The authors look at how the Trump administration and Congress have tried to address these anticompetitive behaviors. As part of the efforts to lower prescription drug prices, President Trump called out REMS abuse and solicited public comment to address them. The FDA has also issued two draft guidances to address REMS abuse. The authors propose that the FDA establish stricter criteria to ensure that brand-name manufacturers provide samples to generic manufacturers within an appropriate time or for Congress to expand FDA’s authority to impose civil monetary penalties on manufacturers that abuse the REMS programs in order to lower prices and increase access to medication for patients.
Short-Term Insurance Plan Expansion May Increase Premium on the Individual Market
In February 2018, the U.S. Departments of Treasury, Labor, and Health and Human Services proposed a rule that would expand health insurers’ ability to sell short-term limited duration (STLD) health plans. Currently, short-term plans may only be sold for three-month terms. The new rule proposes that insurers be allowed to sell short-term plans for terms of up to 12 months. The Commonwealth Fund report,What is the Impact on Enrollment and Premiums if the Duration of Short-Term Health Insurance Plans is Increased, by Preethi Rao, Sarah Nowak, and Christine Eibner, analyzes the effects of short-term health insurance policy changes on health insurance enrollment and premiums. The authors used the RAND COMPARE microsimulation model to analyze the impact of extending short-term plans as a standalone policy and in combination with individual mandate repeal. The authors point out that STLD plans aren’t new, but their enrollment has historically been low. One reason for low enrollment could be that those who had short-term plans were subject to the Affordable Care Act (ACA) individual mandate penalty unless they had another source of coverage. However, by passing the Tax Cut and Jobs Act in 2017, Congress repealed the ACA’s individual mandate penalty, which the authors believe would lead to increased enrollment in non-compliant STLD plans. Also, because short-term plans are less comprehensive and usually cheaper than ACA-complaint policies, they generally attract young, healthy people who do not expect to need insurance. The authors hypothesize the switch of healthier individuals to STLD plans would increase premiums for plans purchased on the individual market.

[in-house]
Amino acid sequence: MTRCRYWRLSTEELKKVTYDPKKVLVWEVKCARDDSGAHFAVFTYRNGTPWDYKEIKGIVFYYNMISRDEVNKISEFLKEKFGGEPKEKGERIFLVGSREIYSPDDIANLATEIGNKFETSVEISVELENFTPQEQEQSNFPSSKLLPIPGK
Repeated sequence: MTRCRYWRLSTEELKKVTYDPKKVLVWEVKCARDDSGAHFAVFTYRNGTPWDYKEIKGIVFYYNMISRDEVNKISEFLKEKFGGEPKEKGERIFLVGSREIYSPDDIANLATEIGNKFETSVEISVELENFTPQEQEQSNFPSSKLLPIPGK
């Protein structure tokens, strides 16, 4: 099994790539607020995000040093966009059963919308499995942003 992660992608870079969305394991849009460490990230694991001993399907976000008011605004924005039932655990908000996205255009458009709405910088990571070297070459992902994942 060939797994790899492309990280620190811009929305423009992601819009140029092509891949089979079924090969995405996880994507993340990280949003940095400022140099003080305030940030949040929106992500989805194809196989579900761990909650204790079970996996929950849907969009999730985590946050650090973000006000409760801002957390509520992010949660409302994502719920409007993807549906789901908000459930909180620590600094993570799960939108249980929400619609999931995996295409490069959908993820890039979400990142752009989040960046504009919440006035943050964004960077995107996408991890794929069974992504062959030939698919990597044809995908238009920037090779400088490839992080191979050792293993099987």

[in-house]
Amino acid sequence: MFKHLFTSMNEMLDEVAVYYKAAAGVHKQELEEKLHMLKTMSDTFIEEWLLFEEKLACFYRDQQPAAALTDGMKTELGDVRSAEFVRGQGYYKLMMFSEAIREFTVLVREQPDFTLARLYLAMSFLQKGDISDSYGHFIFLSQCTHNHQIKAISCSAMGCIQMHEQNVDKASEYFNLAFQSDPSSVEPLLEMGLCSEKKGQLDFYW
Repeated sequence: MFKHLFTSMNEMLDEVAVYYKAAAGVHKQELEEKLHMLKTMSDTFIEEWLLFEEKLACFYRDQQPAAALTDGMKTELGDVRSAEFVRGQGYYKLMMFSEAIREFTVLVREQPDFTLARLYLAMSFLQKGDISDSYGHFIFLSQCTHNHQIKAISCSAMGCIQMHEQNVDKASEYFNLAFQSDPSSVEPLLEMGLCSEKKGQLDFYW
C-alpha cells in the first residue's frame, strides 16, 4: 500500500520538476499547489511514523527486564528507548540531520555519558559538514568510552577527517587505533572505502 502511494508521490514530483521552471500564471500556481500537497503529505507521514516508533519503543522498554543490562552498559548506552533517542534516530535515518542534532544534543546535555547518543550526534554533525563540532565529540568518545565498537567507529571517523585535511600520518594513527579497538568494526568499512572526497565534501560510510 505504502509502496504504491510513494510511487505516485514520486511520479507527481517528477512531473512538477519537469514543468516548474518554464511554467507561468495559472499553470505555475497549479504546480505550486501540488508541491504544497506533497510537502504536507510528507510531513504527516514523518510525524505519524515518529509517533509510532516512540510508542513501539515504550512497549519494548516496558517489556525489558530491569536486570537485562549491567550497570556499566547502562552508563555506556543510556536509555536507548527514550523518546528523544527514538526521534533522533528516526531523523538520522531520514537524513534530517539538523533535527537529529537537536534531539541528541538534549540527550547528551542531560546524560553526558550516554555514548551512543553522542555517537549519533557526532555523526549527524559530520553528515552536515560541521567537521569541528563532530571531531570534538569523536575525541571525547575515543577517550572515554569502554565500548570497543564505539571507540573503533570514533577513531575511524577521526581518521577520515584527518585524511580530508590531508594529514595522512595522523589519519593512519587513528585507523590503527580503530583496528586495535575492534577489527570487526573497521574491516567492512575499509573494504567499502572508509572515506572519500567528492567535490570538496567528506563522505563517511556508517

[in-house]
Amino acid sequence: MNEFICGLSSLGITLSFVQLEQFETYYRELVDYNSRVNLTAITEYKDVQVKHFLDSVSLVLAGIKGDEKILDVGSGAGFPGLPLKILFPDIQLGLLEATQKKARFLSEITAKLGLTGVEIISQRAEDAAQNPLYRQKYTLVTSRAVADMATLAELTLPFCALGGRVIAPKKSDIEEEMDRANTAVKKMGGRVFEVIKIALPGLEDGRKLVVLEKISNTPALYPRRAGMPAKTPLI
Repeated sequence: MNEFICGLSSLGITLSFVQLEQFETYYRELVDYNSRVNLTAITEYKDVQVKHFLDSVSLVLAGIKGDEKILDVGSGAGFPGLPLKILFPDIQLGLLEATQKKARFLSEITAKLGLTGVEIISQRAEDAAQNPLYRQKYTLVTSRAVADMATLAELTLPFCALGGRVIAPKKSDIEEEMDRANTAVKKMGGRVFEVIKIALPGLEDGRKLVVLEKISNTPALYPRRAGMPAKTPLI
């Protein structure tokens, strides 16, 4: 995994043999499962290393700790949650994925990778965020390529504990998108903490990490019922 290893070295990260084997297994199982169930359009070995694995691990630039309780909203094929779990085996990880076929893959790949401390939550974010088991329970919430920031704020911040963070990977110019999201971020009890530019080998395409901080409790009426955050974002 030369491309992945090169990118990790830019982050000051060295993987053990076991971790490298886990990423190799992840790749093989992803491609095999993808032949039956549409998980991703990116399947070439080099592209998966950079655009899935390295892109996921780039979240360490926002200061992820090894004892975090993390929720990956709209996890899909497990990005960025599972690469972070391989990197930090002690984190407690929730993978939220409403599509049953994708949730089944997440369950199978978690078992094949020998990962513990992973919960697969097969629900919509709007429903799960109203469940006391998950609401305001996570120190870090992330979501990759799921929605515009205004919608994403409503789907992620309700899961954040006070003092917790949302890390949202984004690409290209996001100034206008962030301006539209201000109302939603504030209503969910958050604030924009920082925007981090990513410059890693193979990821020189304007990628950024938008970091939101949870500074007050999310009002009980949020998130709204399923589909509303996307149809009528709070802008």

2019 ACA Marketplace Premiums Increase
In Tracking 2019 Premium Changes on ACA Exchanges, published by the Kaiser Family Foundation (KFF), Rabah Kamal et al. update the review of preliminary premium rates as data become available for states. Each year, insurers must submit filings to state regulators detailing their plans to participate in the ACA marketplaces. The information must include the premiums insurers plan to charge in the coming year and which areas they plan to serve. The state or federal government reviews the proposed premiums to ensure they are justifiable before the rate goes into effect. The analysis looks at the lowest-cost bronze, second lowest-cost silver, and lowest-cost gold premiums in all states and the District of Columbia. The second lowest-cost silver plan serves as the benchmark for premium tax credits and is the only plan that offers reduced cost sharing for lower-income enrollees. The data show that Baltimore, Maryland has the largest percentage of change in almost every category from 2018. KFF’s report finds that insurers setting rates for 2019 are taking into account the repeal of the individual mandate and the likely increase of STDL health plans as discussed in the Commonwealth Fund article above. The report confirms the Commonwealth Fund’s hypothesis that premiums would increase as a result, given those who leave the regulated insurance market will be relatively healthy on average, in effect increasing premiums in 2019 more than would otherwise be the case.
Healthcare Market Consolidation Raises Competition Concerns
Finally, The Source recently highlighted Source Advisory Board Member Tim Greaney’s 2-part white paper, published by the American Antitrust Institute, on healthcare competition and the issues arising from consolidation in the provider and insurer markets. Read more here.
That’s all for this month’s Roundup. As always, if you find articles or reports that you think should be included in the monthly Roundup, please send them our way. Enjoy your reading!